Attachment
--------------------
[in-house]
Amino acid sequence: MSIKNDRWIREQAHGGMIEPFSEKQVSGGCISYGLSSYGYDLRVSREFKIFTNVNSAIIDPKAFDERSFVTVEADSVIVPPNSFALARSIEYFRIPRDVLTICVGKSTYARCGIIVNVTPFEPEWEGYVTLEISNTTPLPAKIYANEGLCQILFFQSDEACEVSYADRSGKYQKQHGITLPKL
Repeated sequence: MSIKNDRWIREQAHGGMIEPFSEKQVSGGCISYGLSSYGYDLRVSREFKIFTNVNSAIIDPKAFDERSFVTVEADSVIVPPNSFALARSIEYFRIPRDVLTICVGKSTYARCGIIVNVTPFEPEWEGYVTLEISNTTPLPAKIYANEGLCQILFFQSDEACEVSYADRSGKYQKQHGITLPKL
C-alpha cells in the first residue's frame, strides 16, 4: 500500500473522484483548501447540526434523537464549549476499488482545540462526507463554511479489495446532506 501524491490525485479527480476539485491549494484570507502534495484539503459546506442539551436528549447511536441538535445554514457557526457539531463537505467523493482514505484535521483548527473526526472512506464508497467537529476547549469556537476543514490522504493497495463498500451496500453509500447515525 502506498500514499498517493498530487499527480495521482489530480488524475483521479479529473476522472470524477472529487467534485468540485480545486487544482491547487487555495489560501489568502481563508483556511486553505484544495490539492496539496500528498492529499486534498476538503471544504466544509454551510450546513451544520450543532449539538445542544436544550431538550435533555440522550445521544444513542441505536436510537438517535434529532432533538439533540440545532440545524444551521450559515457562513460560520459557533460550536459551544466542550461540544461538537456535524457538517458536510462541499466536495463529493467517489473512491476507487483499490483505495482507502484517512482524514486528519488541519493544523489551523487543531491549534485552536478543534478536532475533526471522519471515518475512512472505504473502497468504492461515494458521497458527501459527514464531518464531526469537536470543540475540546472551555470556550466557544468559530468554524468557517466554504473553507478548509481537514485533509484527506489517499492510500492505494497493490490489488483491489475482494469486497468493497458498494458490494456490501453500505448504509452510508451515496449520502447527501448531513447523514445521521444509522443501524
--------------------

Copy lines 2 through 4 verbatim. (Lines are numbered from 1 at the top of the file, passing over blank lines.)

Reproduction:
Amino acid sequence: MSIKNDRWIREQAHGGMIEPFSEKQVSGGCISYGLSSYGYDLRVSREFKIFTNVNSAIIDPKAFDERSFVTVEADSVIVPPNSFALARSIEYFRIPRDVLTICVGKSTYARCGIIVNVTPFEPEWEGYVTLEISNTTPLPAKIYANEGLCQILFFQSDEACEVSYADRSGKYQKQHGITLPKL
Repeated sequence: MSIKNDRWIREQAHGGMIEPFSEKQVSGGCISYGLSSYGYDLRVSREFKIFTNVNSAIIDPKAFDERSFVTVEADSVIVPPNSFALARSIEYFRIPRDVLTICVGKSTYARCGIIVNVTPFEPEWEGYVTLEISNTTPLPAKIYANEGLCQILFFQSDEACEVSYADRSGKYQKQHGITLPKL
C-alpha cells in the first residue's frame, strides 16, 4: 500500500473522484483548501447540526434523537464549549476499488482545540462526507463554511479489495446532506 501524491490525485479527480476539485491549494484570507502534495484539503459546506442539551436528549447511536441538535445554514457557526457539531463537505467523493482514505484535521483548527473526526472512506464508497467537529476547549469556537476543514490522504493497495463498500451496500453509500447515525 502506498500514499498517493498530487499527480495521482489530480488524475483521479479529473476522472470524477472529487467534485468540485480545486487544482491547487487555495489560501489568502481563508483556511486553505484544495490539492496539496500528498492529499486534498476538503471544504466544509454551510450546513451544520450543532449539538445542544436544550431538550435533555440522550445521544444513542441505536436510537438517535434529532432533538439533540440545532440545524444551521450559515457562513460560520459557533460550536459551544466542550461540544461538537456535524457538517458536510462541499466536495463529493467517489473512491476507487483499490483505495482507502484517512482524514486528519488541519493544523489551523487543531491549534485552536478543534478536532475533526471522519471515518475512512472505504473502497468504492461515494458521497458527501459527514464531518464531526469537536470543540475540546472551555470556550466557544468559530468554524468557517466554504473553507478548509481537514485533509484527506489517499492510500492505494497493490490489488483491489475482494469486497468493497458498494458490494456490501453500505448504509452510508451515496449520502447527501448531513447523514445521521444509522443501524